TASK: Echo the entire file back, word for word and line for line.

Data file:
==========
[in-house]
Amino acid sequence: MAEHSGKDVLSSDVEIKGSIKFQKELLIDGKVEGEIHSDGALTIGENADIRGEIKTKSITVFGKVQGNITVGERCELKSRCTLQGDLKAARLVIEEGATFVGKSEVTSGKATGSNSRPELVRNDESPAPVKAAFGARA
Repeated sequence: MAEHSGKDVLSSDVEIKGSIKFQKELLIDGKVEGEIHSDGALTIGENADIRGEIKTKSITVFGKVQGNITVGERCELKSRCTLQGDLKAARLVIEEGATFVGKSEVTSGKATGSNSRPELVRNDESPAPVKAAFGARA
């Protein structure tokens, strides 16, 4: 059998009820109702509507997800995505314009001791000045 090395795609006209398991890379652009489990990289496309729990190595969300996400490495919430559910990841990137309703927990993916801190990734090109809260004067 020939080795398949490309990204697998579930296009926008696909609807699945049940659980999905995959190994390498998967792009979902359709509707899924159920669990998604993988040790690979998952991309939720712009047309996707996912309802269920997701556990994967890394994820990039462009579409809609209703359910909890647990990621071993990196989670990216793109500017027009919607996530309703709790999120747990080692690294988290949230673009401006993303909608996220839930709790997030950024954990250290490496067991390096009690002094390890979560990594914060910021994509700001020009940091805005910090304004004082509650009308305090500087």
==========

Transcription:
[in-house]
Amino acid sequence: MAEHSGKDVLSSDVEIKGSIKFQKELLIDGKVEGEIHSDGALTIGENADIRGEIKTKSITVFGKVQGNITVGERCELKSRCTLQGDLKAARLVIEEGATFVGKSEVTSGKATGSNSRPELVRNDESPAPVKAAFGARA
Repeated sequence: MAEHSGKDVLSSDVEIKGSIKFQKELLIDGKVEGEIHSDGALTIGENADIRGEIKTKSITVFGKVQGNITVGERCELKSRCTLQGDLKAARLVIEEGATFVGKSEVTSGKATGSNSRPELVRNDESPAPVKAAFGARA
């Protein structure tokens, strides 16, 4: 059998009820109702509507997800995505314009001791000045 090395795609006209398991890379652009489990990289496309729990190595969300996400490495919430559910990841990137309703927990993916801190990734090109809260004067 020939080795398949490309990204697998579930296009926008696909609807699945049940659980999905995959190994390498998967792009979902359709509707899924159920669990998604993988040790690979998952991309939720712009047309996707996912309802269920997701556990994967890394994820990039462009579409809609209703359910909890647990990621071993990196989670990216793109500017027009919607996530309703709790999120747990080692690294988290949230673009401006993303909608996220839930709790997030950024954990250290490496067991390096009690002094390890979560990594914060910021994509700001020009940091805005910090304004004082509650009308305090500087």